DOES THIS FANTASY MAKE MY CLOSET LOOK BIG?
Romancing Garbs’ 500 Year-Old Drive and Dilemma with Hardback and Exhibit Fashion Drive: Extreme Clothing in the Visual Arts.
A new art book, Fashion Drive: Extreme Clothing in the Visual Arts (accompanying an exhibition of the same name opening in April), explores the relationship between art and fashion throughout the ages, presenting 500 years of the shared history of the mediums.
In the 1960s, Yves Saint Laurent paid homage to Piet Mondrian with a series of six now-famous color-blocked cocktail dresses. More recently, Jeff Koons collaborated with Louis Vuitton for an ornate line of luxury handbags. There are more stuffy paintings of aristocrats and royals arranged in ludicrously decadent attire at the Louvre then you could ever care to look at. Each of these cross-pollinations reflect the long relationship fashion and art have shared throughout history, informing and reflecting one another and the culture in which they are created.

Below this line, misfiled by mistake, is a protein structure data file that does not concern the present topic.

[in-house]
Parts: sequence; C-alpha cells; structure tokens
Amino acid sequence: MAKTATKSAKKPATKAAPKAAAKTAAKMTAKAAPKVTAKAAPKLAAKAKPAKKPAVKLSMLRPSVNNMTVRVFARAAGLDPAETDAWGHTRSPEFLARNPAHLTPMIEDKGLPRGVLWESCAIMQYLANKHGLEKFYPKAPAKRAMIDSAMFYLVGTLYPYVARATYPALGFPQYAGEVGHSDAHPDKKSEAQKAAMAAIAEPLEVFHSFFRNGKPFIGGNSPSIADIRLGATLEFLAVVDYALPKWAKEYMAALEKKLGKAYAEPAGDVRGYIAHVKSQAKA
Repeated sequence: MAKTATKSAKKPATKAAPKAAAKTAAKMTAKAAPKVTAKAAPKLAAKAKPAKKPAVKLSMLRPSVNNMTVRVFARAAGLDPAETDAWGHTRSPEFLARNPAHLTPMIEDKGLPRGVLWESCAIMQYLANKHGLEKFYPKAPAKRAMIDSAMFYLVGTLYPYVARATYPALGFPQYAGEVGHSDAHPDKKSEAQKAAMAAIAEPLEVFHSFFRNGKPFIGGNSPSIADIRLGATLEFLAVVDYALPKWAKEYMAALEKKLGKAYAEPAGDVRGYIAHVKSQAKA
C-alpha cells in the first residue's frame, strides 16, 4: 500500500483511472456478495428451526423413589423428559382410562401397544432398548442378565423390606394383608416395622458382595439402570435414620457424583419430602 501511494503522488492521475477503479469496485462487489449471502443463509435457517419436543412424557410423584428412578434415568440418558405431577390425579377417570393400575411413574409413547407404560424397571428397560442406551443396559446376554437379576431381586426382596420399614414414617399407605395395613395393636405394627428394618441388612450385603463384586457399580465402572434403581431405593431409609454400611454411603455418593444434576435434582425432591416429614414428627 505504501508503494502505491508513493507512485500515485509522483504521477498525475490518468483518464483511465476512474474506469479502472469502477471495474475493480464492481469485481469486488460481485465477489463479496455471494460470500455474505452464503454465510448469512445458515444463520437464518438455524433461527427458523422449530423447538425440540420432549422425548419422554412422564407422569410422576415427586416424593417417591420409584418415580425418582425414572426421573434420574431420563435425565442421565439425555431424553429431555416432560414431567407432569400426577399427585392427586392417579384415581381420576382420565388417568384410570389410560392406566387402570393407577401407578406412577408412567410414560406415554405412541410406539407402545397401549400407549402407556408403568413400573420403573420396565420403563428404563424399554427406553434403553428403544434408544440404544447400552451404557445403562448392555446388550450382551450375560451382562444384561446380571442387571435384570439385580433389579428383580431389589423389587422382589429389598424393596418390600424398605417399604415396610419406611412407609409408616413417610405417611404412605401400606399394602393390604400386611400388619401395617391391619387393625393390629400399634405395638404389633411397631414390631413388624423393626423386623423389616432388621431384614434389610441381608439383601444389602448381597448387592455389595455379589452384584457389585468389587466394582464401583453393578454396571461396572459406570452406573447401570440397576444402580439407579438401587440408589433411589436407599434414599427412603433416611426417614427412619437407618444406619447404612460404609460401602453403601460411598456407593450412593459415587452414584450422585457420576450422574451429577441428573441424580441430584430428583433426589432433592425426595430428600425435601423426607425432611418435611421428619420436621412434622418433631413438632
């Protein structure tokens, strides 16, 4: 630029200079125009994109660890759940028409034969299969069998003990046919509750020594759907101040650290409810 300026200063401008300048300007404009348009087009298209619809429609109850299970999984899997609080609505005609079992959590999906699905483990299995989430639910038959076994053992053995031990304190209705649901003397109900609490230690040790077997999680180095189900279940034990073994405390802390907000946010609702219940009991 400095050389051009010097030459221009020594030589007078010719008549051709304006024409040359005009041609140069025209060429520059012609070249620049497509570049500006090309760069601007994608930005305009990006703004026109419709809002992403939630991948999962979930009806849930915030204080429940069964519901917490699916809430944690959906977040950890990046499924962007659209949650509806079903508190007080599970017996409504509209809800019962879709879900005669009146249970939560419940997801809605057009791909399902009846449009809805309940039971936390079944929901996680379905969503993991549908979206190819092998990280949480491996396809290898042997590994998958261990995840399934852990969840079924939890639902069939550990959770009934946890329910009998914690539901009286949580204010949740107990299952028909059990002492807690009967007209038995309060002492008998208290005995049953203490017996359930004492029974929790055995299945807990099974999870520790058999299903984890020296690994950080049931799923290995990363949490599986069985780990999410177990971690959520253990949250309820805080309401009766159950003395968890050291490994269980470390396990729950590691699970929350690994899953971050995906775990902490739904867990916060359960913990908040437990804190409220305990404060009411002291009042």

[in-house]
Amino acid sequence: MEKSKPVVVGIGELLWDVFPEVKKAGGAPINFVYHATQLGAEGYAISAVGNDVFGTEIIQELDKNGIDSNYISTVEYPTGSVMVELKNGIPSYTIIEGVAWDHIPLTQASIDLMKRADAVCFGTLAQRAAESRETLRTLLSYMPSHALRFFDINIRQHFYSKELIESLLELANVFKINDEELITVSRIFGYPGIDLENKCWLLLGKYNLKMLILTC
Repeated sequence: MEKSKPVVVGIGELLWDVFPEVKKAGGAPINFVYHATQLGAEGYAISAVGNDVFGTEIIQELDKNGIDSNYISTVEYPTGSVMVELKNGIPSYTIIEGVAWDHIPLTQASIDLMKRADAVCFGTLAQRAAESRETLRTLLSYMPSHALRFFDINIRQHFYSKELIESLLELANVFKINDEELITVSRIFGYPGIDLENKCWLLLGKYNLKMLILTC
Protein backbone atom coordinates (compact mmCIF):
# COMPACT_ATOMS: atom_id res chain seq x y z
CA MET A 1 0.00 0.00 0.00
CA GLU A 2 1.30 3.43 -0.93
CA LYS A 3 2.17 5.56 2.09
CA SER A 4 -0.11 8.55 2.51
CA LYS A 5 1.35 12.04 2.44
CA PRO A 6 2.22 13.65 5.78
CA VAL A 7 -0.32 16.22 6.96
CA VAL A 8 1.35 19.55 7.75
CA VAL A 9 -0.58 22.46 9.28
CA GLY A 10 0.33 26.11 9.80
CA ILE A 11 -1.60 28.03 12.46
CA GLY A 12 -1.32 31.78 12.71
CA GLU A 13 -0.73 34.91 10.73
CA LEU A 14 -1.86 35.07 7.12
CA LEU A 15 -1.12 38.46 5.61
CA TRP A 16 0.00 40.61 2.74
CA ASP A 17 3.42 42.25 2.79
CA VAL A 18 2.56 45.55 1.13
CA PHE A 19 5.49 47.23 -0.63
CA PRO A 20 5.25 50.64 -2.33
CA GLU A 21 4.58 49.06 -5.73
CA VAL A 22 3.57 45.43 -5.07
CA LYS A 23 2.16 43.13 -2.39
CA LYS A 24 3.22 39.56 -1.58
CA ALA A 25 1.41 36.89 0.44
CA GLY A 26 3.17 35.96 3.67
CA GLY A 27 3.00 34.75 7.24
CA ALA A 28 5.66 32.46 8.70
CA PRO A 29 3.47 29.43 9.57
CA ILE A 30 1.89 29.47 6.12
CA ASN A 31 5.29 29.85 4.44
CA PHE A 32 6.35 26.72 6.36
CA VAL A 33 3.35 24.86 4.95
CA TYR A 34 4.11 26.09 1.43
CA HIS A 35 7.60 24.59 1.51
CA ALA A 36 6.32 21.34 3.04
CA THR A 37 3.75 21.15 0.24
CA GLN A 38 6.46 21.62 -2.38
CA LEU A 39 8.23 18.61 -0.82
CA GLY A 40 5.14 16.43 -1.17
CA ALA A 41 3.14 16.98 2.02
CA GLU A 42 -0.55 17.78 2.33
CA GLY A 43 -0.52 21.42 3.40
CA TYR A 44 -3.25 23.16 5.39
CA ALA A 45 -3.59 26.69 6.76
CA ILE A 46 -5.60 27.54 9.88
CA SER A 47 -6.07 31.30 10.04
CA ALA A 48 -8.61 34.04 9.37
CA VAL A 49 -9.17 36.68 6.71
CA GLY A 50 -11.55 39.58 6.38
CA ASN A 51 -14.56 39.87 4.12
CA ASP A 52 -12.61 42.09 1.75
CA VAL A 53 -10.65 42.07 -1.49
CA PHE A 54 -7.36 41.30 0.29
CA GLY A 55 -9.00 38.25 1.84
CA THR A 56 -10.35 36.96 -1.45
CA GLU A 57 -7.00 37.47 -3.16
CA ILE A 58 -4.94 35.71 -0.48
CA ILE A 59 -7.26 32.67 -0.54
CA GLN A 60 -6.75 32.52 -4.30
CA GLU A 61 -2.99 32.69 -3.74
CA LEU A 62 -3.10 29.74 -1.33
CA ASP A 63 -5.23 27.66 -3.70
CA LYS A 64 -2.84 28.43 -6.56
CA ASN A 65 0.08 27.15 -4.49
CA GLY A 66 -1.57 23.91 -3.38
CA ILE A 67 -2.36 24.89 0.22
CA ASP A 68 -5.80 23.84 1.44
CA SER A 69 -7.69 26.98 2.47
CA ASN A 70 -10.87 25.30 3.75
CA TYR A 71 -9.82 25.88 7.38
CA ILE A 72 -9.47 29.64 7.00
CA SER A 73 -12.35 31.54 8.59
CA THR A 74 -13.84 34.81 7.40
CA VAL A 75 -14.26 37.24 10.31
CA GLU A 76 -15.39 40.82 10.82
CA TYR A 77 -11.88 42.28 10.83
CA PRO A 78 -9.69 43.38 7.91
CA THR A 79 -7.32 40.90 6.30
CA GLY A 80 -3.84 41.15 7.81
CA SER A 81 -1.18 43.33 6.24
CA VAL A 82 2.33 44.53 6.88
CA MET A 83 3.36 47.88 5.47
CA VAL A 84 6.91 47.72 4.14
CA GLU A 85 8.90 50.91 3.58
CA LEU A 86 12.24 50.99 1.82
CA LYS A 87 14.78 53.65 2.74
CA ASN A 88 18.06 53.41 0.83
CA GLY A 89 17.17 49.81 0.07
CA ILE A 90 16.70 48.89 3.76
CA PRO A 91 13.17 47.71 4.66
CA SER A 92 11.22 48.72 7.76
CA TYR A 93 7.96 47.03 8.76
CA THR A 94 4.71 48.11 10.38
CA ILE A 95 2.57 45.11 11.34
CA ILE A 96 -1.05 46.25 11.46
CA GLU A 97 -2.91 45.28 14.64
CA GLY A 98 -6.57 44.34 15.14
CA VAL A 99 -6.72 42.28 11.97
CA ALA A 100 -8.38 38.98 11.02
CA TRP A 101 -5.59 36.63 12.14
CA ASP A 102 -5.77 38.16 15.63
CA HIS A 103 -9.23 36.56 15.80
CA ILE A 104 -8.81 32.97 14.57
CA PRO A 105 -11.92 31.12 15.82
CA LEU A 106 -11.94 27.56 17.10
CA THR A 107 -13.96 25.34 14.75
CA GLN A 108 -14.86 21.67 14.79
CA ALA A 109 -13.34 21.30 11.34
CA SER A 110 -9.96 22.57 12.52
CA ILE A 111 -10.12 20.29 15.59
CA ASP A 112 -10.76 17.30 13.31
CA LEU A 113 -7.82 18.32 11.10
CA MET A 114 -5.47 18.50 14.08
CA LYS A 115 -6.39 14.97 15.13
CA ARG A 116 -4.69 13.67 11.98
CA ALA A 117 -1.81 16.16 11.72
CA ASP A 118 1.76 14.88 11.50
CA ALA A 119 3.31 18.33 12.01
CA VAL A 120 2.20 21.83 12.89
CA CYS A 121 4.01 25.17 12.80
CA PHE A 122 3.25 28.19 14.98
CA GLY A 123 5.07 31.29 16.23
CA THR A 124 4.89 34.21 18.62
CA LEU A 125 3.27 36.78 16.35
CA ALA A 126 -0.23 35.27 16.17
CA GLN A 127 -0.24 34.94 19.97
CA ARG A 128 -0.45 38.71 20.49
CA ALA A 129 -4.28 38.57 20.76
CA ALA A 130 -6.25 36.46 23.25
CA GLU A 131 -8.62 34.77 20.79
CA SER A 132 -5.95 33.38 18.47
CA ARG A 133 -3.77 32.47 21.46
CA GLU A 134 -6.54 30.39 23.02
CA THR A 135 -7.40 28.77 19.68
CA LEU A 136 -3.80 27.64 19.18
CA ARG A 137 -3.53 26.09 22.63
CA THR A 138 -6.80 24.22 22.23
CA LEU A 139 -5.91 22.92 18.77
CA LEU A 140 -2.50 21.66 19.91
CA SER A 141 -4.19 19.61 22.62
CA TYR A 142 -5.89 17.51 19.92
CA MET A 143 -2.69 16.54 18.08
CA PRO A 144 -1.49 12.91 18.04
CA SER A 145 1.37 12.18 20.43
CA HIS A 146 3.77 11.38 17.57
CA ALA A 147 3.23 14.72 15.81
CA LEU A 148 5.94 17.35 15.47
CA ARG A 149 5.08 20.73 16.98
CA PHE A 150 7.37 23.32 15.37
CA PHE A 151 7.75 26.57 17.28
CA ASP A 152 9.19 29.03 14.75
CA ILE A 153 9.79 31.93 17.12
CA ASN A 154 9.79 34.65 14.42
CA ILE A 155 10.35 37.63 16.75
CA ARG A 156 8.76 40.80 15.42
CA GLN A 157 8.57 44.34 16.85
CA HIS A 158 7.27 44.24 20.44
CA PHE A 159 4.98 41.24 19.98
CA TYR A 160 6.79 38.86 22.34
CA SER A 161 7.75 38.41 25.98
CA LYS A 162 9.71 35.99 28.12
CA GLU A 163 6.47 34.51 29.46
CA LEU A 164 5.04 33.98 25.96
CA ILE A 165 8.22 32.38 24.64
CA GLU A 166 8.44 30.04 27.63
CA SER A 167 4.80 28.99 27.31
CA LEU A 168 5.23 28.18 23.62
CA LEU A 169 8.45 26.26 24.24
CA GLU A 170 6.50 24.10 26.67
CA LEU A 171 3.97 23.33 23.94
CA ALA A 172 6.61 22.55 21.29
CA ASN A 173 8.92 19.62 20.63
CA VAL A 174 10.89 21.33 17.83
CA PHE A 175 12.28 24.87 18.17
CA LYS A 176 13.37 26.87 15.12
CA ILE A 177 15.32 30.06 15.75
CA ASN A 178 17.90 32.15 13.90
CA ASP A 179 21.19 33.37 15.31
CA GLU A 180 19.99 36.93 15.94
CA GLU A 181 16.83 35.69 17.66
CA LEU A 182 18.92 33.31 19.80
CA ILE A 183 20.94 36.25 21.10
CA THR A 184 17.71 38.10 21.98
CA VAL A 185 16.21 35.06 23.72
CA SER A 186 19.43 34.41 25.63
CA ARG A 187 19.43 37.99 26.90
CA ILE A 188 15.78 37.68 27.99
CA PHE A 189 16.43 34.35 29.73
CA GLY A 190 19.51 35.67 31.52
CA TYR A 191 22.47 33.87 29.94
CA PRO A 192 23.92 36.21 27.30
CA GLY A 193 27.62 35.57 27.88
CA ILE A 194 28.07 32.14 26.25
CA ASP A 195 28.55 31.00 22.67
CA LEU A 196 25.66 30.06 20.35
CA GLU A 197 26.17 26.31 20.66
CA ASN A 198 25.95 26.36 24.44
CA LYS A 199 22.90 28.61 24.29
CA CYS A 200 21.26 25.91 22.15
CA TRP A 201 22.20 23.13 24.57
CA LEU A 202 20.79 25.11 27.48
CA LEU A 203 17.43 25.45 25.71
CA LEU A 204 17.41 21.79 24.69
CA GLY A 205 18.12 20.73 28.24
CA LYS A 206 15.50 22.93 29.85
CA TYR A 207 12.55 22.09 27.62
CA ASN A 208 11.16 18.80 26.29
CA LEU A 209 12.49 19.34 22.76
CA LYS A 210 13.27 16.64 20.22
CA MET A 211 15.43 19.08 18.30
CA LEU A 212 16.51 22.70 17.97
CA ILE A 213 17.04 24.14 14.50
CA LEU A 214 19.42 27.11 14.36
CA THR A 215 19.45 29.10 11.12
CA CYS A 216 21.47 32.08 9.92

When art and fashion collide new perspectives come to light. In John Baldessari’s painting “Double Bill: ...And Manet,” part of his 2012 Double Bill exhibition, the artist pulls inspiration from Manet’s “Jeanne Duval, la Maîtresse de Baudelaire (La Dame à l’éventail),” from 1862. The mistress’s dress and shoes can be seen peeking out from under a passenger ship in Baldessari’s reinterpretation. The precise meaning is left to the imagination, but the juxtaposition of the crinoline (a cage-like skirt shaper) and the large passenger liner, both of which were popular among the upper classes in the 1850s, brings to mind passing trends, obsolete forms, and questions about class and gender.
The exhibit, opening at the Kunsthaus Zürich in April, explores the subject in a larger-than-life manner with displays of paintings, sketches, and sculptures from artists all over the world who have found themselves, like many others, inspired by fashion.
Written by Sarah Smithy